Hope for McLean's Mansion salvage

Last updated 05:00 19/07/2013

HOPE: McLean's Mansion, a historic Christchurch homestead slated for demolition.

Opinion poll

What should we do with historic buildings deemed unsafe by authorities?

We have to save them regardless of cost

We should save them if the price is reasonable

Any building that is unsafe must be demolished

Vote Result

Related Links

Historic mansion to be bulldozed Editorial: McLean's Mansion should be saved Anger at decision to bulldoze mansion

Relevant offers

City Centre

Police tower will be imploded Proposal for new church turned down Giraffes spring up around central city Food trucks in Cathedral Square Burst gas pipe leads to evacuations Family feel to new central-city hotel Victoria Square revamp to cost $7m Huge project to put Malthouse back on track Victoria Square revamp startles Stranges building wins supreme award

The head of the Canterbury Earthquake Recovery Authority (Cera) says there is still time to save McLean's Mansion, a historic Christchurch homestead slated for demolition.

"We are in no hurry to have the place pulled down," Cera chief executive Roger Sutton said yesterday.

"If parties come to us and say they have plans to save it, we will be very keen to see those plans happen."

McLean's Mansion, a large wooden homestead in the central city between Manchester and Colombo streets, has been earmarked for demolition by Cera because its owners, Andrew and Scott Murray, say they have exhausted all avenues for funding the substantial repair costs.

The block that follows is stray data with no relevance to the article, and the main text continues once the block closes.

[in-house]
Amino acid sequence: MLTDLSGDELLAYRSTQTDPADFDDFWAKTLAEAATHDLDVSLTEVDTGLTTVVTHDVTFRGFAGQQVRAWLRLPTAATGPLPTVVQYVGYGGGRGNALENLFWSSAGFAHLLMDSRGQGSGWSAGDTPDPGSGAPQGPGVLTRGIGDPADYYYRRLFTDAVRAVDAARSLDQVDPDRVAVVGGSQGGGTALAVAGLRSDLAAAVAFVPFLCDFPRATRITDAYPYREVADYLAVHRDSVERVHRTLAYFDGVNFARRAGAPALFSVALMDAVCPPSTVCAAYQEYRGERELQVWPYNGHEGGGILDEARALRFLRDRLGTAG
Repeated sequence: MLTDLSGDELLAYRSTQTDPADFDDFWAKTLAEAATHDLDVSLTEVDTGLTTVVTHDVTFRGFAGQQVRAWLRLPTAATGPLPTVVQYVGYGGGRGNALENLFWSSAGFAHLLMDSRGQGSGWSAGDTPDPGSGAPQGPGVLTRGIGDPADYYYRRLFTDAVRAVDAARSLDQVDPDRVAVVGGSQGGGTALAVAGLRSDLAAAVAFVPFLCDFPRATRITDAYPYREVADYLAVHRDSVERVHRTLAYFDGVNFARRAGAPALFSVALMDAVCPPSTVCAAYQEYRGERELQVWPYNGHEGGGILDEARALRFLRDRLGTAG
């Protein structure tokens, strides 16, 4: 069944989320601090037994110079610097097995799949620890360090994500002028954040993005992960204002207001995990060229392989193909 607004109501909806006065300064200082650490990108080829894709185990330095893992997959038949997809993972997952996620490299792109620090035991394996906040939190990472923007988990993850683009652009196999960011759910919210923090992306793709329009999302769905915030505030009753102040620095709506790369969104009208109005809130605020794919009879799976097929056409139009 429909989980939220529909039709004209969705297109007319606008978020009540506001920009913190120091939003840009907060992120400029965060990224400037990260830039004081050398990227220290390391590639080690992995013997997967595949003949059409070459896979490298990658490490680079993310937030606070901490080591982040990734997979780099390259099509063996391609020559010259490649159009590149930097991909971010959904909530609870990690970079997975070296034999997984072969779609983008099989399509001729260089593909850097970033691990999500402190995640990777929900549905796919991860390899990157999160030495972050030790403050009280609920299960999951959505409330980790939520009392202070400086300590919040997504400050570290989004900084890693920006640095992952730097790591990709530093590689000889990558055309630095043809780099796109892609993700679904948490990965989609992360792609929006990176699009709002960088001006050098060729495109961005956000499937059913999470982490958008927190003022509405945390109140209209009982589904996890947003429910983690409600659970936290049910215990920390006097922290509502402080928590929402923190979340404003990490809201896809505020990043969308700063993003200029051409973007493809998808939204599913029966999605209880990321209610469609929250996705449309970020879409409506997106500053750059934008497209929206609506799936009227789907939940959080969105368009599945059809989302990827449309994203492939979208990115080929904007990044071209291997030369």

The mansion was built in 1890 for wealthy Scottish immigrant Allan McLean and is listed as a category 1 heritage building by the New Zealand Historic Places Trust. It is set on two hectares, has 53 rooms and was believed at the time to be the largest wooden residence built in New Zealand.

Sutton said the section 38 (demolition) notice issued for the property did not mean it had to come down immediately, and there was still time for heritage campaigners to come up with a plan to save it.

Canterbury Earthquake Heritage Buildings Fund chairwoman Anna Crighton said she was heartened by Sutton's remarks and felt more confident now the building could be saved.

There was strong community support for its retention, and groups were working on options for saving it.

"I have never had so many people contacting me to say how much they love [a] building - apart from the cathedral," Crighton said.

Ad Feedback

- The Press


Special offers
Opinion poll

How do you feel about the city's first anchor project, the Avon River Precinct?

Fantastic. It will transform the city

Ambivalent. The city needs more than a river precinct to recover

Not impressed. The design narrows the river

Vote Result

Related story: Vision of city by the water

Featured Promotions

Sponsored Content